Aileen Lee

Aileen Lee used her talents to support others. Her parents immigrated from China to New York City in 1970 and their work ethic inspired her to build her own business (or businesses, in this case). From selling tie-dye shirts to egg rolls, she had a business plan for everything. But she knew that those who controlled the money, controlled the business. So she founded Cowboy Ventures—one of the only woman-led VCs in the world—to invest in and guide young businesses to success.

Encouraging Young Entrepreneurs

Katrina, Stacy, and Aileen all started with an idea, developed their concept, and succeeded.

Here are a few steps to get your own Rebel started.

BRAINSTORM

Brainstorming can be one of the most fun and important parts of any business strategy. This is where no idea is too large or too small. Often, writing every idea down helps, because you’ll begin to see patterns of interest or issues that need solving. Help your Rebel brainstorm with leading questions and organize their thoughts on paper. 

A few questions to ask:

What most excites you when you wake up in the morning?

What problems do you see around you that you want to solve?

What are your favorite hobbies?

What causes are you passionate about?

What subjects in school interest you?

It can be helpful to put the answers to these questions on sticky notes or a big sketchpad to draw connections between them. Once all the creative juices are flowing, it’s time to move to the next step. 

Define your business

Kids have a wide array of interests and ideas, but how do you help them focus on one? Find the common connection. Do you see that they’re concerned with protecting nature? Do they want to help people? Maybe there’s a problem that they’d like to solve. Whatever it is, remember this is just the first draft of an idea—and of many future ideas. 

Some questions that can help define a business idea include:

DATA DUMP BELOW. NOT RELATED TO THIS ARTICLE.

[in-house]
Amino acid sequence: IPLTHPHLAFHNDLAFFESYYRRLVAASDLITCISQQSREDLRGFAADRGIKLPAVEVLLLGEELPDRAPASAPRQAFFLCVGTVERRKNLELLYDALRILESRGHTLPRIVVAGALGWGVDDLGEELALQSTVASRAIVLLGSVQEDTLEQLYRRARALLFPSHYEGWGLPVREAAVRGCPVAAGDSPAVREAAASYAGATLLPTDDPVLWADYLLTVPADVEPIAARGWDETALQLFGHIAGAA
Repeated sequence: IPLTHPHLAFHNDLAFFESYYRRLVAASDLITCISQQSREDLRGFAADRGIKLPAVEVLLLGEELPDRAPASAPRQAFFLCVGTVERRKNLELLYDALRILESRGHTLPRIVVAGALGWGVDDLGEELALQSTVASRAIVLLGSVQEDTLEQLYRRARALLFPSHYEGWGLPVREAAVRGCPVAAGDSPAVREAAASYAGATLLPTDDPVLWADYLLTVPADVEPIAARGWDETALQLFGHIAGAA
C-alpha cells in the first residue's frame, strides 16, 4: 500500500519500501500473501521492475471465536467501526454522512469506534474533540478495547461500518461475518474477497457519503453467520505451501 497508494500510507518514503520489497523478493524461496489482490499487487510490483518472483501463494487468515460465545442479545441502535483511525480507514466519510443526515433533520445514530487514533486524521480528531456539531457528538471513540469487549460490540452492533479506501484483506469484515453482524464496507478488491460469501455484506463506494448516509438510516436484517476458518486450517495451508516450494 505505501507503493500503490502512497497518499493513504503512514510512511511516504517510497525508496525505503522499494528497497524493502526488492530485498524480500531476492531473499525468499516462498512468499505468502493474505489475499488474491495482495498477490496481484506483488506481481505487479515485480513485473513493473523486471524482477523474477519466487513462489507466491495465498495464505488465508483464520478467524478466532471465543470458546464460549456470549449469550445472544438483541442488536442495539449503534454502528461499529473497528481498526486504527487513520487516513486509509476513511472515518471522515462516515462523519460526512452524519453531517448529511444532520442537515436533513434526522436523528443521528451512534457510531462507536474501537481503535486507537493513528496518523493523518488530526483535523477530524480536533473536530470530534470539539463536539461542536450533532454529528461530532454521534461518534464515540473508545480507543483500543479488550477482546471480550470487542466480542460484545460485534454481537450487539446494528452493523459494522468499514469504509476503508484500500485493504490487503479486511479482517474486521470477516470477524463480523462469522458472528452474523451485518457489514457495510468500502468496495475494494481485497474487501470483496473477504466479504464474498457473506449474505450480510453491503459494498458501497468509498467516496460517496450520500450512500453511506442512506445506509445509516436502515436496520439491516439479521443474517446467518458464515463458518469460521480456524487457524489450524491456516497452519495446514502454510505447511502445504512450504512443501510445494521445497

What problem are you trying to solve?

Who struggles with this problem?

Why is your solution better than the current solutions?

Once a direction is chosen, it’s time to create a prototype and begin testing it out! Again, encourage them to make mistakes. Often, those mistakes are what spur business innovation!

Test it Out

Go out in the world and see if their idea works! See if you can find specific people who struggle with the issue your Rebel’s product or service seeks to solve, as they will provide the most valuable feedback. These are considered “core users.” Once their needs are locked in, you can begin to expand to those who might not even know they had a problem that needed a solution!

Incorporate their feedback into a new version of the product or service. Try it again and again, until it works as expected.

Next Steps

Of course, this is a very basic outline of what it takes to create an idea for a business. People even go to specific schools to learn more about business and creating products and services!

Encourage your Rebel to dig into their hobbies and interests, to see if there’s a young entrepreneur in there, just waiting to be revealed. And, for more inspirational stories of women in business, check out Rebel Girls Awesome Entrepreneurs. We partnered with Him for Her, a venture capitalist firm, to help create activities in the book that will help develop your Rebel’s business from idea to implementation. 

Dream Bigger, Aim Higher, and Stay Rebel!